The main reason I badmouthed the XTS above is because it is an “Old GM” sort of Cadillac. If they want to really re-establish themselves as a world-class luxury brand, then Cadillac needs to get rid of their old ways. The CTS and ATS are truly world-class level cars, and the CTS Vsport is surely a big step in the right direction.


Cadillac CTS Vsport Rear
Would I buy it?

Would I take a CTS Vsport over a well-optioned BMW M3? No. But the M3 I’d want is an $80,000 car, and not really in the same price range as this Caddy. If my budget were actually capped in the mid $60k range, then it’s hard to think of a better car overall.

In my case, I might consider the Vsport’s closest competitor to be the Dodge Charger Hellcat because it comes to $66,000 with the options I’d want. Obviously, the CTS Vsport won’t get anywhere near the straight line performance of the 707hp Hellcat. But at the same time, I would honestly be surprised if the mighty Charger were too much faster around the Nurburgring than the much lighter Caddy. Having all that horsepower is great if you have a lot of room, but it makes it more difficult to exit corners quickly, especially for more average drivers. The CTS Vsport, on the other hand, makes the most of the 420hp that it has, and I’ve always been a fan of having useable power.

Performance aside, the Cadillac is definitely nicer and more refined than the Hellcat Dodge, and we could also bring up the issue of the Hellcat attracting the wrong kind of attention again, if we want. It’d be a tough choice for sure, but I’d probably go with the CTS over a Hellcat if it were going to be my daily commuter.

The Cadillac CTS Vsport is a rare mix of understated luxury and extremely legit performance. Just ten years ago, this would’ve been a super sedan. And even though it falls short of that designation today, it is still just as much fun as most of the super sedans of yesteryear. Well done, Cadillac, very well done!

-by Nick Walker

WoM Score: 2015 Cadillac CTS Vsport

Primary Function:Performance: 2
Secondary Functions: Luxury(2) Practicality(2): 2
Visual Appeal: 2
Build Quality: 1.5…. taking 0.5 off for the touch controls
Value for Money: 2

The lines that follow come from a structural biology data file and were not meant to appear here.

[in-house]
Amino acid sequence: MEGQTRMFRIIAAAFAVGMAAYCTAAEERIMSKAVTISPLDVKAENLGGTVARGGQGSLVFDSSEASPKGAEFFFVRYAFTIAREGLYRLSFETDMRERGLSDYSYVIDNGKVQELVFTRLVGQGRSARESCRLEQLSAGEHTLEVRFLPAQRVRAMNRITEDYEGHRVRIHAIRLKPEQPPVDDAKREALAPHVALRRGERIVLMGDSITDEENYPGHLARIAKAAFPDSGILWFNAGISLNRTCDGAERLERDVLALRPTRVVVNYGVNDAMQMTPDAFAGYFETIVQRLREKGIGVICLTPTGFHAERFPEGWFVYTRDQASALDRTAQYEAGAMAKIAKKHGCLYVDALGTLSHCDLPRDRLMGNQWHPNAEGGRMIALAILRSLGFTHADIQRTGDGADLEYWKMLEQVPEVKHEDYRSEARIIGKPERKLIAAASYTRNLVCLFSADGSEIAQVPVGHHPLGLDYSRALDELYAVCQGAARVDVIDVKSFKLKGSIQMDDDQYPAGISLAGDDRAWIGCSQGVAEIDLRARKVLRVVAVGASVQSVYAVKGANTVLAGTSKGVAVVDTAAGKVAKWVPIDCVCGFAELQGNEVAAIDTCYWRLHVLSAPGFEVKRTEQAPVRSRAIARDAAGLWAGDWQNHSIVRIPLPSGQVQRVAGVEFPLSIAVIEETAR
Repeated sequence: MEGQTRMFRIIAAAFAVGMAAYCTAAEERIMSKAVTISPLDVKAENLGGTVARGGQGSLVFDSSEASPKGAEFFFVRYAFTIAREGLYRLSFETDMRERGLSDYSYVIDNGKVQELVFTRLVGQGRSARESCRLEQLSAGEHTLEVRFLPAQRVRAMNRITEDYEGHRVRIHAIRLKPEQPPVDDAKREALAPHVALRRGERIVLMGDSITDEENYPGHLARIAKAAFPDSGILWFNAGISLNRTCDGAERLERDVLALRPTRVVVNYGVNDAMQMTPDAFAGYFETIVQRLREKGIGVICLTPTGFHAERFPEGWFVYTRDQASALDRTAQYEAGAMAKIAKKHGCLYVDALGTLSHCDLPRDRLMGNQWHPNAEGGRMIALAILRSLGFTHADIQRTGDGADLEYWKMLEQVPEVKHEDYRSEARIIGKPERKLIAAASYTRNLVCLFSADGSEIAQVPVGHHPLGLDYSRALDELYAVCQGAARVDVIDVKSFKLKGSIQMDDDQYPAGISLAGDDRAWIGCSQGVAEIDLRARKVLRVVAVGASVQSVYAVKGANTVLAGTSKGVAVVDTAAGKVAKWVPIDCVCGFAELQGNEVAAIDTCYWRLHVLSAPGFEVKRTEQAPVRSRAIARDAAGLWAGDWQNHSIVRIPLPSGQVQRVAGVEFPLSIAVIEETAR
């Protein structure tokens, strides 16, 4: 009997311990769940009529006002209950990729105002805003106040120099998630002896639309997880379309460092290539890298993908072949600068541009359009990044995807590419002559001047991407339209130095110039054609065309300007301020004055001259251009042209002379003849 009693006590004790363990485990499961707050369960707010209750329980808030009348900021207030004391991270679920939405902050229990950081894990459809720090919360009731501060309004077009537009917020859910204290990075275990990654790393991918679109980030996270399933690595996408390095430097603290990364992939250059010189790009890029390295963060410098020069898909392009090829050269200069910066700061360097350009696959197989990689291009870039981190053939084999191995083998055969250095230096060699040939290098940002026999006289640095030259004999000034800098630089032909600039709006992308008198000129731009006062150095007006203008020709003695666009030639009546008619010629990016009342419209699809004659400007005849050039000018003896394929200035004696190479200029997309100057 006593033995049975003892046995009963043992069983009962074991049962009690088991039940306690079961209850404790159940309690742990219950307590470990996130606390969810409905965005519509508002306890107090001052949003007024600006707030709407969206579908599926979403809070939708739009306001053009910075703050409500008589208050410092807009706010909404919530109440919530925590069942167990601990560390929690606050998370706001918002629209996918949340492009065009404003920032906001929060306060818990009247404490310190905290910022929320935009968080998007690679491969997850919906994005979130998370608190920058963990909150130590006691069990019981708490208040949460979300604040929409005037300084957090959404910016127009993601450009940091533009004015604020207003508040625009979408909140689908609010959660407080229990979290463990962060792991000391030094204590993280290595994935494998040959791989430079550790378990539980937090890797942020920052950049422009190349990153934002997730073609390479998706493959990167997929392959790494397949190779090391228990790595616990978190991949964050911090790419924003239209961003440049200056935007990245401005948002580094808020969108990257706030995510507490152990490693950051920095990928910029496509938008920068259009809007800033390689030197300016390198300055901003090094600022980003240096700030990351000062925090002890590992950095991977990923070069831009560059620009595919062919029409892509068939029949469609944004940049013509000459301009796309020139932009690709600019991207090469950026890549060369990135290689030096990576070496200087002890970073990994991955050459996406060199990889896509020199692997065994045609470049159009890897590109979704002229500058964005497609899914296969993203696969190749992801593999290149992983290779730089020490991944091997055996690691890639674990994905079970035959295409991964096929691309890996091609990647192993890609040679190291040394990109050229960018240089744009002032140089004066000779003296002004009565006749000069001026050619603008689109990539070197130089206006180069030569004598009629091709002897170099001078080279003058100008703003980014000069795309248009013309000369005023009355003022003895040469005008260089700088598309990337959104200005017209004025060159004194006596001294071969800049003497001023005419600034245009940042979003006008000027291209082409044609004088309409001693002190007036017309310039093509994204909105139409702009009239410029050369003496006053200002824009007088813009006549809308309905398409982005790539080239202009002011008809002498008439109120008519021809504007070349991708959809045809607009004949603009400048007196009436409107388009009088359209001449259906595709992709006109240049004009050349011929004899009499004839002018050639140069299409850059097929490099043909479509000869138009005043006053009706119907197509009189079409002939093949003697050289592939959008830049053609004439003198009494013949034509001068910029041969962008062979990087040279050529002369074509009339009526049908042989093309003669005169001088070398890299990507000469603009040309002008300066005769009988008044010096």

Final Score: 9.5/10

Motor Trend’s Test #s

2015 Cadillac CTS Vsport

2000 BMW E39 M5

Base Price

$60,930 (2015)

$69,400 (2000)

Engine

3.6L V6 Twin Turbo

4.9L V8

Transmission

8 Speed Automatic

6 Speed Manual

Horsepower

420bhp

400bhp

Torque

430ft/lbs

395ft/lbs

Curb Weight

3,959lbs

3,792lbs

Weight Distribution

52/48

52/48

0-60mph

4.4 sec

4.7 sec

1/4 Mile

12.8 sec @ 112mph

13.2 sec @ 107mph

Braking 60-0

98 feet

117 feet

Lateral Acceleration

.94g

.87g

Fuel Economy

17/25 MPG

14/21 MPG

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7 thoughts on “2015 Cadillac CTS Vsport Review”

  1. I completely agree with your assessment. Cadillac has turned over a new leaf, but the stench of poly-dent still lingers. But with more reviews like this, the brand should get the recognition it deserves.

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  2. I recently drove an ATS and found the CUE Controls infuriating to use. The buttons were hard to spot and the whole operation felt cheap and gimmicky. What did you think?

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    1. CUE and the whole touch control interface is the Achilles heel of the whole Cadillac lineup. The cars themselves are great, but that stuff really holds them back, especially for most buyers who aren’t gonna make use of the Nurburgring suspension tuning and whatnot. Ergonomics are a big thing.

      Liked by 1 person

  3. Best interior for the price and 32.2 mpg on multiple hour drives with Adaptive Cruise Control set at 65 mph….with AWD! I can’t say enough how nice it is to drive this can I bought used used XTS Vsport Platinum with 40,000+ miles on it. Not only does it drive nice but it turns heads at every corner.